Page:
This project uses a quick, no-waste method to make flying geese for a forest of holiday trees in bright, fun colors. Use it to whip up some colorful holiday decor for the softer spots in your home.
BEFORE YOU START
- Finished size is 18″ x 18″, and uses an 18″ pillow form
- Read through all instructions before beginning the project.
- On flying geese, press seams open to reduce bulk and lead to greater accuracy.
18” square pillow form
1/4 yd of bright pink fabric
1/4 yd of light blue fabric
1/4 yd of darker blue (for tree trunks and pillow binding/trim)
1/2 yd of white fabric
1/2 yd of fabric for pillow back
22” x 22” cotton batting
22” x 22” muslin
- From bright pink fabric: (3) squares 5-1/4” x 5-1/4”.
- From light blue fabric: (4) squares 5-1/4” x 5-1/4”.
- From darker blue fabric: (4) pieces 1-1/2” x 2-1/2” and (2) strips 2-1/2” x width of fabric (for pillow binding trim).
- From white fabric: (28) squares 2-7/8” x 2-7/8”, (8) pieces 2” x 2-1/2”, (2) strips 1-1/2” x 16-1/2”, and (2) strips 1-1/2” x 18-1/2”.
- From the pillow back fabric: (1) piece 14” x 18-1/2” and (1) piece 9” x 18-1/2”.
To make the flying geese:
- Mark a diagonal line on the back of all 2-7/8” white squares using your favorite fabric marking tool.
- Place two 2-7/8” marked white squares on opposite corners of a 5-1/4” square, right sides together so the marked sides of the smaller squares are facing out. The corners of the two small squares will overlap a bit in the center, and the marked diagonal lines on the small squares should now align across the large square, corner to corner.
- Sew on both sides of the marked diagonal line, a scant 1/4” from the line, across the entire unit, corner to corner of the large square.
- Use your rotary cutter to cut on the marked diagonal line, between the two lines you just stitched. You will now have two triangular pieces, as shown.
- Press the white triangles outward, pressing seam allowances open. (Tip: Pressing seams open on flying geese units leads to greater accuracy and less bulk.)
- Place another marked 2-7/8” white square onto the corner of each unit. The marked diagonal line should run from the corner of the unit right between the white triangles you just pressed.
- Sew on both sides of the marked diagonal line, a scant 1/4” from the line. Again, cut the units apart on the marked diagonal line, between the two stitching lines.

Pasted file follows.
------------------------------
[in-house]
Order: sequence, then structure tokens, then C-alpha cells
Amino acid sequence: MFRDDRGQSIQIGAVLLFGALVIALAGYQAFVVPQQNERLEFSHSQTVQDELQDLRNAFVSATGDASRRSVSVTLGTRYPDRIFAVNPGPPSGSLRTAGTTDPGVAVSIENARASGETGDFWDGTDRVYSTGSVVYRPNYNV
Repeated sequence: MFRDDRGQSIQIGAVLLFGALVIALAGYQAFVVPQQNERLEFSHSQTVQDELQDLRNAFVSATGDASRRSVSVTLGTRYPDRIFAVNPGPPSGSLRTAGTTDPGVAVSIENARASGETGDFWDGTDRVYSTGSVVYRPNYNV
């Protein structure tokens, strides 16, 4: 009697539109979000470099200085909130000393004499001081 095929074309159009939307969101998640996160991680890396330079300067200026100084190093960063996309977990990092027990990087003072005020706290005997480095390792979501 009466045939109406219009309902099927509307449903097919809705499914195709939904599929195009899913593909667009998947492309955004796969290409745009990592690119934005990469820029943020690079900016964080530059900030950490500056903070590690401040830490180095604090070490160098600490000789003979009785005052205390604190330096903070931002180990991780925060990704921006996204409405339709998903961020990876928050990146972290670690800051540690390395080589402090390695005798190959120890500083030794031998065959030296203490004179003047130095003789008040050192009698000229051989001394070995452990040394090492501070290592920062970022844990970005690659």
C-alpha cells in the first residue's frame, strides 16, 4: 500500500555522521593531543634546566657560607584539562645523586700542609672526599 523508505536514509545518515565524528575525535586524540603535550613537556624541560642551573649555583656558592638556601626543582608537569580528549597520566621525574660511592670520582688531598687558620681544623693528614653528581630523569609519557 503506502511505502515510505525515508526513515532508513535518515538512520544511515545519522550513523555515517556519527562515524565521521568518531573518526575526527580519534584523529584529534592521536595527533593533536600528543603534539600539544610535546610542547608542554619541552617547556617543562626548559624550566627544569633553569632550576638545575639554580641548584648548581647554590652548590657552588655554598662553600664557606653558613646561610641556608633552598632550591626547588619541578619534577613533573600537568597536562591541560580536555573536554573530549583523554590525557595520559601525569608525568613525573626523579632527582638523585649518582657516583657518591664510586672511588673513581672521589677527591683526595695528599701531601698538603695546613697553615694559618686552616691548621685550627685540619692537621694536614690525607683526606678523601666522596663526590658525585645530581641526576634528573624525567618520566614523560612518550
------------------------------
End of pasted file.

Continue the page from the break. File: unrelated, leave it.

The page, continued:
- Press the white triangles outward, pressing seam allowances open. You now have four flying geese units measuring 2-1/2” x 4-1/2”.
- Repeat for the other 6 squares 5-1/4” x 5-1/4”. You should now have 28 flying geese units: 12 pink and 16 light blue.
To make the tree trunks & finish the pillow top:
- Sew a 2-1/2” x 2” white piece onto either side of a 1-1/2” x 2-1/2” piece. Press seams open.
- Arrange flying geese units and trunk pieces into 4 columns, as shown in the diagram.
- Sew the units into columns. (Tip: As you are sewing flying geese together, always flip the unit so that you can see the point you are sewing through, and aim your seam so that you don’t cut off that point!) Press seams open.
- Stitch columns together and add border strips as shown to complete the pillow top.
Construct the pillow:
- Make a quilt sandwich with the muslin, batting, and pillow top. Baste the layers and quilt as desired.
- On each of the two pillow back pieces, fold under one long edge 1/2” twice and press. Topstitch 1/4” from the folded edges to secure the hems.
- Lay out the quilted pillow top, right side down. This pillow cover is sewn wrong sides together. The binding added in Step 5 below will hide the side seam allowances. Lay one of the pillow back pieces onto the pillow top, right side up and with bottom edges aligned. Lay the other pillow back piece on top of both, right side up with top edges aligned. The back pieces will overlap. Pin all three layers together.
- Using a walking foot, sew around all sides 1/8” from the edge.
- Join the darker blue binding strips to make a continuous length. Bind the raw edges as you would with a quilt to finish the pillow cover.
- Insert the pillow form and enjoy!
Project design by Lee Heinrich.
For personal, non-commercial use only.